Where would he find body parts, which, when assembled, would result in an eight-foot tall person? The image is that of Frankenstein manufacturing the body parts out of more basic materials.
Why is this important? If Frankenstein made the creature out of human body parts, then the theme of resurrection is inevitably intruded into the story. Movie-makers have been unable to resist the implications of this theme. For example, in the 1931 movie starring Boris Karloff, the evil actions of the creature are explained by Fritz's (not Igor's) bumbling: he drops the scientist's brain that he is trying to steal from a university laboratory and has to make off with a criminal's brain. In the 1994 Kenneth Branagh version, ostentatiously entitled Mary Shelley's Frankenstein, the creature "remembers" how to play a flute because it was an ability of one of the bodies from whose parts he was made, and Frankenstein successfully patches together his bride Elizabeth after the creature kills her. In the novel, there is no such hope of resurrection, and therefore no hope of redemption. There is only creation, fall, despair, and death.
Myth #2: "It's alive!" In the 1931 movie, Frankenstein, in the presence of several skeptical observers, cries out in exultation when the creature shows signs of life. This has become the quintessential image of the mad scientist, but it is a double myth, untrue to the novel on two accounts. First, in the novel, Frankenstein is utterly alone throughout the two-year process of creation. He has no assistant, nor are there any other witnesses of his success. Second, at the moment when the creature comes to life, Frankenstein is not triumphant, but horrified. This is how Mary pictured the scene in her waking dream. Frankenstein turns away from his creature and rushes from the room in disgust and dismay. After a brief, additional encounter with the creature, he flees from the house and does not see him again for almost two years.
On first reading the novel, this is one of its most puzzling features. We have become so accustomed to the maniacally triumphant mad scientist that Frankenstein's reaction appears to be not only grossly irresponsible but psychologically inexplicable. Why, at the moment of his success, after long, arduous labor, would he be revolted at his own creation? The answer goes back to Mary Shelley's waking dream and the intellectual discussions that led up to it. If Frankenstein can create a sentient being out of physical materials, then he, too, though a sentient being, is made merely of physical materials.9 The premise of Frankenstein sucks us into the vortex of a creation that is subject to no higher powers than are immanent in the creation itself. Man is capable of creating himself. While many would profess to regard this as the ultimate emancipation, Shelley was quite rightly horrified by it. Her horror is all the more convincing because she was sympathetic to the underlying idea.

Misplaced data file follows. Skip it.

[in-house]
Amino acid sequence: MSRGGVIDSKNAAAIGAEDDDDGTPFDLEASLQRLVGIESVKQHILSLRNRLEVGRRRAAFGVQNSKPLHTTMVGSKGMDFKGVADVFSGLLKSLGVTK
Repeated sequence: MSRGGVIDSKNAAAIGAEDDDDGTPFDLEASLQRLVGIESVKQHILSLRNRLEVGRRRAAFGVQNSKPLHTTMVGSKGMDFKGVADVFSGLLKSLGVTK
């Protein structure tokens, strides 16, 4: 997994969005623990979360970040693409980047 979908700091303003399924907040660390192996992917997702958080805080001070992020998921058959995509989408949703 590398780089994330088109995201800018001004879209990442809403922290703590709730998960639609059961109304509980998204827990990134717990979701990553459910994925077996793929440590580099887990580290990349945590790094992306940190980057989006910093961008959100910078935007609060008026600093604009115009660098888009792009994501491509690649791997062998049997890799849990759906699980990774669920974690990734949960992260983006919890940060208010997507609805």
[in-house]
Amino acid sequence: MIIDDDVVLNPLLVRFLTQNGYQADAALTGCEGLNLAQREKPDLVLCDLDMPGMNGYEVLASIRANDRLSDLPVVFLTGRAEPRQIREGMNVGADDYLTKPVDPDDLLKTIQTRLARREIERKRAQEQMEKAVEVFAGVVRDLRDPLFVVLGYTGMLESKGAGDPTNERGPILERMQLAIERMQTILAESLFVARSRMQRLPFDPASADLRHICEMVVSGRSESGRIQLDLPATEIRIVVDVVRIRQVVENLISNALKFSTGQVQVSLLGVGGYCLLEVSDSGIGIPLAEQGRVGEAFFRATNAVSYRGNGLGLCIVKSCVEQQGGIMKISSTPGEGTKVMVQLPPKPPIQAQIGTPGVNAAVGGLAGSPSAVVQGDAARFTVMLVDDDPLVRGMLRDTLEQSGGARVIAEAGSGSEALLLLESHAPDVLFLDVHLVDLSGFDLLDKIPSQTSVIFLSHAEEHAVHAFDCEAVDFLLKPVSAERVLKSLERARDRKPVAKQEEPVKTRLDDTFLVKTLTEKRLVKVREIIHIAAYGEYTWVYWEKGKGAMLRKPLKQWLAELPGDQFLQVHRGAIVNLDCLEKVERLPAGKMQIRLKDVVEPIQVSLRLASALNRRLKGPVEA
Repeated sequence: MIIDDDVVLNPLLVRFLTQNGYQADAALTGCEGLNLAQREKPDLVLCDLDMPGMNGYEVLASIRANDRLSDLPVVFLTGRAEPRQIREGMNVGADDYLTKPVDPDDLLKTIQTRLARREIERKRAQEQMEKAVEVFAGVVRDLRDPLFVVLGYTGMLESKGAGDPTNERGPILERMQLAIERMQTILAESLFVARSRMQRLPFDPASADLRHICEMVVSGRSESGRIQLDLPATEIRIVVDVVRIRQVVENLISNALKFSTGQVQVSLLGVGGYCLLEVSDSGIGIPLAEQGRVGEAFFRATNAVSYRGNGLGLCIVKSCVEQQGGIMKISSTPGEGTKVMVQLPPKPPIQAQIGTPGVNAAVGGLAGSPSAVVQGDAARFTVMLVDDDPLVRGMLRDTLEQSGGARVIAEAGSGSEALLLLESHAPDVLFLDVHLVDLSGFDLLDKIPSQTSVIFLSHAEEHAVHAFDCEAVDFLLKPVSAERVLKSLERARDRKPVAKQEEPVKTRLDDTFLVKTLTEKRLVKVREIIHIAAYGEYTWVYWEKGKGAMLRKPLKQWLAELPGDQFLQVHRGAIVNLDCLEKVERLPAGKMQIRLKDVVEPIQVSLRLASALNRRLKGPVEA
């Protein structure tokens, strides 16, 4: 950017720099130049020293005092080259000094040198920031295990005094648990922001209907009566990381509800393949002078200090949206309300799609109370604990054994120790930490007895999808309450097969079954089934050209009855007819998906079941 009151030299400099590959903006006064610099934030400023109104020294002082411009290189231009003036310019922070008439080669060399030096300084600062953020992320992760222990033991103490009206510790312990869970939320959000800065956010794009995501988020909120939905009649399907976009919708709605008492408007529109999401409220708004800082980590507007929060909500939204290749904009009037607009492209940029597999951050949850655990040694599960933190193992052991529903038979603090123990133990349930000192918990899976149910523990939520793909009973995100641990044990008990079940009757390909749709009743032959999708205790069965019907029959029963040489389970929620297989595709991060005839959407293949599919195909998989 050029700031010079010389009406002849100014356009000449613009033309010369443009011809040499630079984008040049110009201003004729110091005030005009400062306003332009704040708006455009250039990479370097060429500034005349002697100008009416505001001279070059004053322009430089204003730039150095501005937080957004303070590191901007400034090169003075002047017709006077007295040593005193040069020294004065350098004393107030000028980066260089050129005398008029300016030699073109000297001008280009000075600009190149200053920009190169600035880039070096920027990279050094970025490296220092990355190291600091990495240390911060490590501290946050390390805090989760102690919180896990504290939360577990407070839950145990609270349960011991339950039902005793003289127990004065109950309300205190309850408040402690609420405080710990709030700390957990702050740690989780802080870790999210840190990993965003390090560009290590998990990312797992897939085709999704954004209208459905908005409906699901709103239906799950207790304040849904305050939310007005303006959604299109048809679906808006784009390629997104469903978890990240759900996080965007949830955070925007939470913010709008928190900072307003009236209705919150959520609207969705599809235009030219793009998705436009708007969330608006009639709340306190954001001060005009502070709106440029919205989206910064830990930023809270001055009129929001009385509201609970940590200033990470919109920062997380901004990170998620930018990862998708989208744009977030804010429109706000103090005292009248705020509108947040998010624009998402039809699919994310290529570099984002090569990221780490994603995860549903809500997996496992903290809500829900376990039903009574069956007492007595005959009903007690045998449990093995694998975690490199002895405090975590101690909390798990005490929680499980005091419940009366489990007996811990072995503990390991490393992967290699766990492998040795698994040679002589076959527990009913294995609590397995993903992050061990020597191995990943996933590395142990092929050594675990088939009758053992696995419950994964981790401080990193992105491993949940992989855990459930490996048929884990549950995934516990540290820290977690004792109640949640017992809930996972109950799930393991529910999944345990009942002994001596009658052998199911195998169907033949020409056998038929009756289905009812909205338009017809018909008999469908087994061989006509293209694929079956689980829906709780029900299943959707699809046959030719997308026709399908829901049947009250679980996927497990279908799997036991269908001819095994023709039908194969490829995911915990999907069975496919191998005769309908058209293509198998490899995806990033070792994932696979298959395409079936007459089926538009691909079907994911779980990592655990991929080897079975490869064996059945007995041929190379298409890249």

Myth #3: The stumbling hulk. In the 1931 classic movie, Boris Karloff never says a word. He grunts and stumbles about in uncomprehending confusion and rage. It is comforting to know that the monster, while physically formidable, is no match for human intelligence. In the novel, on the other hand, the creature learns language and educates himself by clandestinely observing a family through a crack in the wall of their humble cottage. When he meets Frankenstein again about two years after his creation, he is his intellectual equal, and, if anything, more eloquent. Shelley pulls no punches. If Frankenstein can create an intelligent being, then that being will be his intellectual match.
In discussing the novel with students, I sometimes hear the quite reasonable objection: how can Frankenstein create something that is equal or superior to himself? Must not the creature be inferior to the creator? Biblically, a point well taken. But Shelley was dealing with evolutionary ideas. Though it would be another forty-three years until Charles Darwin published The Origin of Species, evolutionary ideas were already in the air. As noted above, the Shelleys were familiar with the work of Darwin's grandfather, Erasmus Darwin, who was one of those breathing such air. If evolution is true, then the superior can and does spring from the inferior. Why may it not come forth by way of invention and manufacturing rather than by way of procreation?